In automobile engines, energy conversion efficiencies are measures of how effectively the engine converts the chemical energy in gasoline into the mechanical energy of a turning crankshaft. The efficiencies are typically 25 to 35% for gasoline engines such as those found in a Maserati, 37% for my Prius and over 40% for turbocharged diesel engines. In fact, some turbocharged diesel engines can reach 47% conversion efficiencies. The rest of the energy is lost as waste heat. The useful mechanical energy that is produced is then used to overcome friction, turn the wheels and move me and the hunk of metal that constitutes my Prius from Concord to Manchester. Indeed, if we were to calculate the energy required to move one 200 lb man from Concord to Boston, we would determine, on that basis, that efficiencies are only of the order of 1%. The rest of the energy is lost as waste heat, waste energy during idling, overcoming friction, powering the devices in the car and moving the bulky metal can around me. That low overall efficiency is, for me, always pause for reflection.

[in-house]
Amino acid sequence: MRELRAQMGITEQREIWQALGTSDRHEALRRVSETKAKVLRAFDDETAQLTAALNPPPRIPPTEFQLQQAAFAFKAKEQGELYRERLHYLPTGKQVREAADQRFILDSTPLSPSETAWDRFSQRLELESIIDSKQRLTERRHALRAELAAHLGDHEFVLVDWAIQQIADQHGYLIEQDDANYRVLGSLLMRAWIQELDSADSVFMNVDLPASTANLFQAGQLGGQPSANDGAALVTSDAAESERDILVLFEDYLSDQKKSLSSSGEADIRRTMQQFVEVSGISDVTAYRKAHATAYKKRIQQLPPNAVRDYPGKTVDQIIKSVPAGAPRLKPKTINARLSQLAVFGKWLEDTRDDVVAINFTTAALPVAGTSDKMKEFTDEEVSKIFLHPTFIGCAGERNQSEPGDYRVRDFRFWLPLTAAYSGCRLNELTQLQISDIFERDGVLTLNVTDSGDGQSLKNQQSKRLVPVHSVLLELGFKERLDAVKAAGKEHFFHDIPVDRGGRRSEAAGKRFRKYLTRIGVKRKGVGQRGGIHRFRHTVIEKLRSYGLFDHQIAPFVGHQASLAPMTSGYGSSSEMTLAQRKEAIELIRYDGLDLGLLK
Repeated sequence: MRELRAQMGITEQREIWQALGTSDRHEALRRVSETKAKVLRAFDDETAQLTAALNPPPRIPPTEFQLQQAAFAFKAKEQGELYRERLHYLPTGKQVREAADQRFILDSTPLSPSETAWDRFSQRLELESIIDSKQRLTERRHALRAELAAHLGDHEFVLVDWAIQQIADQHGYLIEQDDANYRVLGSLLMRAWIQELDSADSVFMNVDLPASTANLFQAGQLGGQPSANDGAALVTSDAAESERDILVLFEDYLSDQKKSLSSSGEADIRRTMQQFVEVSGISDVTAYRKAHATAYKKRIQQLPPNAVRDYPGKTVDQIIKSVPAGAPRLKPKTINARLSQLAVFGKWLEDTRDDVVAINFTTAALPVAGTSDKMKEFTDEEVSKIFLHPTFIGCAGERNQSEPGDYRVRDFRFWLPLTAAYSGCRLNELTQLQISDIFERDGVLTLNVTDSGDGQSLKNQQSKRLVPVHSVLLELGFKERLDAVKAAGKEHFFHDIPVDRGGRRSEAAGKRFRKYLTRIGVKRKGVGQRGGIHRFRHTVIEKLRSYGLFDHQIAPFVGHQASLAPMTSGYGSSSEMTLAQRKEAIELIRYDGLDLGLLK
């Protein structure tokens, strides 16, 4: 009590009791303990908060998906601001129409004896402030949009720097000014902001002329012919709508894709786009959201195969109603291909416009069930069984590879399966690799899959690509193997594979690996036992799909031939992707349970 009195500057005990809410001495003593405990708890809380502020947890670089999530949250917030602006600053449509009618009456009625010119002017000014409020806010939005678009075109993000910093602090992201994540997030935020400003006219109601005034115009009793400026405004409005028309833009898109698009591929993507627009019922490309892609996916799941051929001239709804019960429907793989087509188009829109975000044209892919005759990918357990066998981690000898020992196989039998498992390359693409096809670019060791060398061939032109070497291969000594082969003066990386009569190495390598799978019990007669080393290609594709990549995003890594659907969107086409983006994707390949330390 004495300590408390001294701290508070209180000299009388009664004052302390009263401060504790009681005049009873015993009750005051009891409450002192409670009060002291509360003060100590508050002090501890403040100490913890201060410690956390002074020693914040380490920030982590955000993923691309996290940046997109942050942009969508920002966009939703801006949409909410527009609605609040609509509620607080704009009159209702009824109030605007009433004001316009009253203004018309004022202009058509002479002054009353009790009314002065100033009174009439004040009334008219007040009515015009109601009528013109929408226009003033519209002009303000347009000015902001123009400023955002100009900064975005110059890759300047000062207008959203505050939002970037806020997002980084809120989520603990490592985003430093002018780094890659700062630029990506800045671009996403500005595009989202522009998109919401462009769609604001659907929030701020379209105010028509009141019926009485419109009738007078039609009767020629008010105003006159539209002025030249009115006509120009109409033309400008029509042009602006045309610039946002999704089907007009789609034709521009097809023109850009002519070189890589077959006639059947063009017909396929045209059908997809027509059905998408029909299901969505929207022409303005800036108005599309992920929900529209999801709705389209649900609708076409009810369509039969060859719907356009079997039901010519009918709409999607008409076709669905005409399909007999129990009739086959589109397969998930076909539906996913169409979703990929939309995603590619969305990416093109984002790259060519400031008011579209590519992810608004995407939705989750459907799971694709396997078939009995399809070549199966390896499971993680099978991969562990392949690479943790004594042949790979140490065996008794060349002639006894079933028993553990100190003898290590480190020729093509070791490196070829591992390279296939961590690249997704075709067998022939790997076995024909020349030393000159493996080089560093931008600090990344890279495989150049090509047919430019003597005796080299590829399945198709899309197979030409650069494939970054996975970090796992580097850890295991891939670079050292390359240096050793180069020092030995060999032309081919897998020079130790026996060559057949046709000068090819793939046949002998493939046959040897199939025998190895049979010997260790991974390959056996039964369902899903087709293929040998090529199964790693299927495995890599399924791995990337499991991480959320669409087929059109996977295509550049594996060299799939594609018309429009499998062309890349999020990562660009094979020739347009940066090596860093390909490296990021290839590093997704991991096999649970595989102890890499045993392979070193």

The challenge with conversion efficiency is that one needs to be sure what one is comparing and recognize that there are many measures of efficiency. For example, when discussing automobile engines, we must not confuse fuel economy with energy conversion efficiency. Even though the fuel economy of a Prius is three times that of Maserati, it does not mean that the Maserati has a conversion efficiency one third of my Prius. The Prius owes most of its higher fuel economy to a lower vehicle weight plus its regenerative braking technology. In other words, the three-fold better fuel economy is more a vehicle issue than an engine issue.